Singer-songwriter Jim Keaveny could be a character out of a Mark Twain novel, born on the Missouri River before traveling through the country with a railroader’s restlessness. Ostensibly, he’s settled in the hard yet beautiful Texas desert where he lives off-the-grid in a house he built with his bare hands, surviving on rainwater he can’t waste, but his picaresque lifestyle still takes him around the world.

Keaveny’s traveling ways helped him develop a distinct Tex-Americana musical style that integrates influences from cosmic country to mariachi. Throughout the years, he has garnered praise from Austin to the Netherlands and was chosen to play the prestigious Kerrville Folk Festival. His regular comparisons to Bob Dylan and John Prine make sense with his rich, down-to-earth vocals and smart lyrics.

Years after the release of his acclaimed LP, Put it Together (2017), Keaveny reveals the benefits of patience in his songwriting with ‘Sunrise‘ and ‘Golden Carmen‘, a digital double single, highlighting his more romantic side.

The genesis of ‘Sunrise’ began decades ago during childhood piano lessons, though his teacher didn’t much care for his early attempts at songwriting.

“She was a nice woman but very strict. She just wanted me to learn the classics,” Keaveny says. “So, I did. I won trophies and things like that, but when I showed her something I wrote, she’d kind of push it aside. She wasn’t interested. I composed a song on piano that became ‘Sunrise’ back in those days. The whole melody, the changes, everything except the lyrics. I’ve had it with me for many years, that particular song, and then I turned it into a completely different thing.”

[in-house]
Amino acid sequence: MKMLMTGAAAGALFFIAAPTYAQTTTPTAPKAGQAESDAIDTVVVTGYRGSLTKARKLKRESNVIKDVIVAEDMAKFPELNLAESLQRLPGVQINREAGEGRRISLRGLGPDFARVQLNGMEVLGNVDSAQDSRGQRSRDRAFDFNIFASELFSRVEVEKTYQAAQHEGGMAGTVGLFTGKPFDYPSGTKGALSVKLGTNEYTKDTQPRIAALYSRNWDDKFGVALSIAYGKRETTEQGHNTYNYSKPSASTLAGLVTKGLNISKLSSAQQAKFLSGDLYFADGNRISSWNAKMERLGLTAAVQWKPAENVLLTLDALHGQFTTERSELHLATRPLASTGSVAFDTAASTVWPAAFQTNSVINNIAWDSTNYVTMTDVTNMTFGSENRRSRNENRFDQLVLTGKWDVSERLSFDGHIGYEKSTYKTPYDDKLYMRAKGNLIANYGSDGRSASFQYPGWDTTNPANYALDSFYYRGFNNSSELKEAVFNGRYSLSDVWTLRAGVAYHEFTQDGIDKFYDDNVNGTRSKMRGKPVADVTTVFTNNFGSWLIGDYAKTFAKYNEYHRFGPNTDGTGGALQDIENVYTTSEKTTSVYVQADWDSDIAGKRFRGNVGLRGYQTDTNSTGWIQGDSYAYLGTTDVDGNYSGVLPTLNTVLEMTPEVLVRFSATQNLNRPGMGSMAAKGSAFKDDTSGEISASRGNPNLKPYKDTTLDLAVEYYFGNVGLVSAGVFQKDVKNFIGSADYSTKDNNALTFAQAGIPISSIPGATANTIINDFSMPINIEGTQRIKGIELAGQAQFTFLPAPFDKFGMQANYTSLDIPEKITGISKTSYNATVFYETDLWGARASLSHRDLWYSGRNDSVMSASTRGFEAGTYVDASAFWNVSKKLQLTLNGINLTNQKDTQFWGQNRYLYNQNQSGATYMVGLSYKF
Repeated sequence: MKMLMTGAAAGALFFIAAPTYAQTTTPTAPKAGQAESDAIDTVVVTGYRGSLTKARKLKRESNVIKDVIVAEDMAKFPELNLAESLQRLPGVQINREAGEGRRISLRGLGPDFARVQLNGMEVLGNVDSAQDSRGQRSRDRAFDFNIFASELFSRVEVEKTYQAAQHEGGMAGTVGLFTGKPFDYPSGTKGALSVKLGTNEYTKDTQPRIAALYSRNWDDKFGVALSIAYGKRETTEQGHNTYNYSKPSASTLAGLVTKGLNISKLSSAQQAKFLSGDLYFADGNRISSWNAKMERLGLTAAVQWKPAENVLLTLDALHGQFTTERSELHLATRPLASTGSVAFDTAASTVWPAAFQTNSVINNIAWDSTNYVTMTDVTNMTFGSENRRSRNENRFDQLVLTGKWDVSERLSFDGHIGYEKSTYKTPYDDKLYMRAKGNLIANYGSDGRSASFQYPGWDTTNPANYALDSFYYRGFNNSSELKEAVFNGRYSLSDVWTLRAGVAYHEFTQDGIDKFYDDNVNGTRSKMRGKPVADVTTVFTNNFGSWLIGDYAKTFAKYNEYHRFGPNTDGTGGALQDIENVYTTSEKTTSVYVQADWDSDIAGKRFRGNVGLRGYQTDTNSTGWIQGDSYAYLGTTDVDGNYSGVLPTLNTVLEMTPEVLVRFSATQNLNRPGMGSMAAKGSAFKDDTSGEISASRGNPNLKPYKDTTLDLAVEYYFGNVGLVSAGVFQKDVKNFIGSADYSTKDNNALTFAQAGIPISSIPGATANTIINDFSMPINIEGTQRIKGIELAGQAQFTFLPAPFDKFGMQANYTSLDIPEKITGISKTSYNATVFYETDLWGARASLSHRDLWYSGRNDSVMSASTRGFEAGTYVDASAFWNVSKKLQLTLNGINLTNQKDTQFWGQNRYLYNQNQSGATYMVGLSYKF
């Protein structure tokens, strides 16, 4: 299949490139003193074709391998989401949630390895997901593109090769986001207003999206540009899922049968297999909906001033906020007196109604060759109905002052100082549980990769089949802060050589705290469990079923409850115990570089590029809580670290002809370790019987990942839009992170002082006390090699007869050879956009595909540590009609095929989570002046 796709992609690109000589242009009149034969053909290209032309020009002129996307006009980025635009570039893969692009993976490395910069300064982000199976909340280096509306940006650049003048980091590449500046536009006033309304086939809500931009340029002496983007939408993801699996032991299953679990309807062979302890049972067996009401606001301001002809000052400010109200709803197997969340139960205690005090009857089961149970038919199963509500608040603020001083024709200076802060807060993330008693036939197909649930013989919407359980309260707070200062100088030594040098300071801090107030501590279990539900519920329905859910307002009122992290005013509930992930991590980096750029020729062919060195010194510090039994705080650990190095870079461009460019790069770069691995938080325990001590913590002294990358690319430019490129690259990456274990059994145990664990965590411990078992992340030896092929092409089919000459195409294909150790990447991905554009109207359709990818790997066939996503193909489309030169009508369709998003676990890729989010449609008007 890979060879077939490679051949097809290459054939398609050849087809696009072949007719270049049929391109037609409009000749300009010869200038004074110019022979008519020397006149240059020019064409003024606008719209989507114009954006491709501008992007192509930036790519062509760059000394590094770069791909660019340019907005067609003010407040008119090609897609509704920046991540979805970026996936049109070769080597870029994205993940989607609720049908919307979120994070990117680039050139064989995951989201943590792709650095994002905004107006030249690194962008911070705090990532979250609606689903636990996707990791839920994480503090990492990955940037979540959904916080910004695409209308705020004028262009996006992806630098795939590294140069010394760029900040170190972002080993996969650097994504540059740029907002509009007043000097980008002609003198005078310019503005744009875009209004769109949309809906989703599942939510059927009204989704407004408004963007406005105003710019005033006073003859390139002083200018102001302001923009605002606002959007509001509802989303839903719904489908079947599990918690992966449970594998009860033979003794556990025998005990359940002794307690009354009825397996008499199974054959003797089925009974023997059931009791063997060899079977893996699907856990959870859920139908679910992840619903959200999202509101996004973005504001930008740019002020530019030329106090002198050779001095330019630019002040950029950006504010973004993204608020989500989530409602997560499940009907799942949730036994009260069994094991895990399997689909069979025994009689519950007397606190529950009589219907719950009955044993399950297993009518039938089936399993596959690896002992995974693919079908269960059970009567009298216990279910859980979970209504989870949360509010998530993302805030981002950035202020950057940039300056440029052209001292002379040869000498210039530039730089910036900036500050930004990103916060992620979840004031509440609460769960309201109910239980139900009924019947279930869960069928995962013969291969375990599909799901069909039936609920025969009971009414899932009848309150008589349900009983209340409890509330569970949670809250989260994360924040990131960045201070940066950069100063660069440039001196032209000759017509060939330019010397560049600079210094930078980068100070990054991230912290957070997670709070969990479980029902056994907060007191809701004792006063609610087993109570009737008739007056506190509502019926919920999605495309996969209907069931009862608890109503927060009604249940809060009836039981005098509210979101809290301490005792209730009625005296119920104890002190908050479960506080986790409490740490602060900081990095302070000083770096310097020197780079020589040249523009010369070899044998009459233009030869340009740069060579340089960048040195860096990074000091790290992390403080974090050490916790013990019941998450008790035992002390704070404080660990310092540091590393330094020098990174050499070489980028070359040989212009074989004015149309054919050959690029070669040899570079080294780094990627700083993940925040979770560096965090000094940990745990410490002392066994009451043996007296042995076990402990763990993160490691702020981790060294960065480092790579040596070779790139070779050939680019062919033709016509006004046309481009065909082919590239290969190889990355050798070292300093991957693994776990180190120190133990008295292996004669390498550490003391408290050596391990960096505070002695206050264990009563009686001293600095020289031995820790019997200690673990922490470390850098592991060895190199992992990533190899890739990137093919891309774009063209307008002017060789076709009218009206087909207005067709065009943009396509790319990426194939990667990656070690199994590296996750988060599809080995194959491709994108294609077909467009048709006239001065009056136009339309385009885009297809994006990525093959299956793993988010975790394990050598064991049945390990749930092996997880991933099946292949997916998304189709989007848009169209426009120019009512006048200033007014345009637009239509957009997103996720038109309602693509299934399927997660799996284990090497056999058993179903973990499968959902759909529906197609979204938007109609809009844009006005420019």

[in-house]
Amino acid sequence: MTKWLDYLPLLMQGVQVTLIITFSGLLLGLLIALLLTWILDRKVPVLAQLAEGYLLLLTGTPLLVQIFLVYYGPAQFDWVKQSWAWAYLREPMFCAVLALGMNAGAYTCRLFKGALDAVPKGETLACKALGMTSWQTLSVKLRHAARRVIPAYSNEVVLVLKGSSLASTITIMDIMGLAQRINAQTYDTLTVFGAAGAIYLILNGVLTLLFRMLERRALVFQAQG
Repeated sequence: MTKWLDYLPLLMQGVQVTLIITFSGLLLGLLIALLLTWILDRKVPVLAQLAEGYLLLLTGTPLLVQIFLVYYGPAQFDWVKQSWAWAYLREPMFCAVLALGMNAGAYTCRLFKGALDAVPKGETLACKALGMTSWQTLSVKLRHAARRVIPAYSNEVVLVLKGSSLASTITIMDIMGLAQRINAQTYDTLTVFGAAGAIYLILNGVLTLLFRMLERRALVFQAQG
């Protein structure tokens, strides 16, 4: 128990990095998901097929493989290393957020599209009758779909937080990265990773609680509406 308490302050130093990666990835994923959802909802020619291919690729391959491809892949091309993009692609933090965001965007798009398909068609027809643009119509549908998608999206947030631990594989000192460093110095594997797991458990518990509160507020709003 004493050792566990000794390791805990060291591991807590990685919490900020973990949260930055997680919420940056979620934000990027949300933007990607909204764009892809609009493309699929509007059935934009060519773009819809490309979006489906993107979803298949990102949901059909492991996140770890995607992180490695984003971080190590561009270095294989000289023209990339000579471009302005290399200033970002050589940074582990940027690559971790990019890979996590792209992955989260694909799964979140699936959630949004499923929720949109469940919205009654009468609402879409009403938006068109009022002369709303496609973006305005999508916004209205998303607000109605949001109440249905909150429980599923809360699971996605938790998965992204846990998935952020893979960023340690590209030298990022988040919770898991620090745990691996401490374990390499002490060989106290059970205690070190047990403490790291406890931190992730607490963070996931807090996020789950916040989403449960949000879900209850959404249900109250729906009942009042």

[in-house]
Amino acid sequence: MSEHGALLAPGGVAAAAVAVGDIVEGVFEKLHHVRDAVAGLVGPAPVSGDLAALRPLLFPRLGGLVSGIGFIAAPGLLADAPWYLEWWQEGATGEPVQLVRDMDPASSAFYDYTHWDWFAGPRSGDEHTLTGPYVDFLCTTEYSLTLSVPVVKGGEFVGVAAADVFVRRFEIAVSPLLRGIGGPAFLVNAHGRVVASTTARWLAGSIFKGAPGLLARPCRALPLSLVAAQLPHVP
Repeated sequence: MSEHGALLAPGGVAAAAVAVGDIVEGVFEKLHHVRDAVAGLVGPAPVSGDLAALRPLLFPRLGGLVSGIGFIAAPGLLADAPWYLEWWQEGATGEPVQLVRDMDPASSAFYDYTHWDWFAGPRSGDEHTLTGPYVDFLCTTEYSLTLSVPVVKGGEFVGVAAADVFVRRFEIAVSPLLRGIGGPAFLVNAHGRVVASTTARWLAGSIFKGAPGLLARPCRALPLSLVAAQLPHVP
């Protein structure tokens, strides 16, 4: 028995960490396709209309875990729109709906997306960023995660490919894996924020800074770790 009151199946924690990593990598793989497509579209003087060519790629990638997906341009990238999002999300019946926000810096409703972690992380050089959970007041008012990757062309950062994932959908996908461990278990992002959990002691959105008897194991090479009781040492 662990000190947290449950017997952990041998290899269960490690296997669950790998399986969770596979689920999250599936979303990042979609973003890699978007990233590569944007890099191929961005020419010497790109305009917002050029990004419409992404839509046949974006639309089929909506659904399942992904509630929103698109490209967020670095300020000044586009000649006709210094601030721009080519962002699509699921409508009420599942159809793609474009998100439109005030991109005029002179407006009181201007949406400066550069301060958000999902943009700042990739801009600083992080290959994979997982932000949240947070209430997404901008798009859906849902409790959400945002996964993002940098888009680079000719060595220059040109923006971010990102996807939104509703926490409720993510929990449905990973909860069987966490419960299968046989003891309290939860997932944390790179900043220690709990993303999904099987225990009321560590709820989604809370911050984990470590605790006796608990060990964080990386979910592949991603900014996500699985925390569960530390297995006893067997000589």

Over the years, Keaveny built ‘Sunrise’ from a childhood piano melody to a straightforward folk tune, to a full-band love song that embodies the spirit of the Southwest. Keaveny was reeling from his divorce. It was one of the darkest times in his life. He was fighting off a heavy depression, when he met a woman who became a shining beacon of hope – to pull him from the darkness and into the light.

‘Golden Carmen’ came to fruition when Keaveny had a psychedelic encounter with a woman named Carmen. They only exchanged a few words, but in that moment, he experienced love at first sight. It’s a song that thrives on desert sensibility while introducing more lysergic musical elements to amplify Keaveny’s psychotropic experience.

“The idea of this golden woman on a beautiful summer day stuck with me,” Keaveny says. “Years later I met this woman in Colombia with something golden about her and suddenly this song came out of me. That’s the way I write songs. Sometimes it takes a long time.”

Keaveny can see Mexico from his Terlingua, Texas, solar-powered homestead and regularly travels to Colombia, but – while those areas might influence his work – it’s hard to predict what Keaveny might produce next.

As ‘Sunrise’ & ‘Golden Carmen’ are heart-on-his-sleeve love songs, Keaveny remains drawn to the craft he began pursuing long ago as he continues his artistic travels, finding inspiration in the people he meets along the way.

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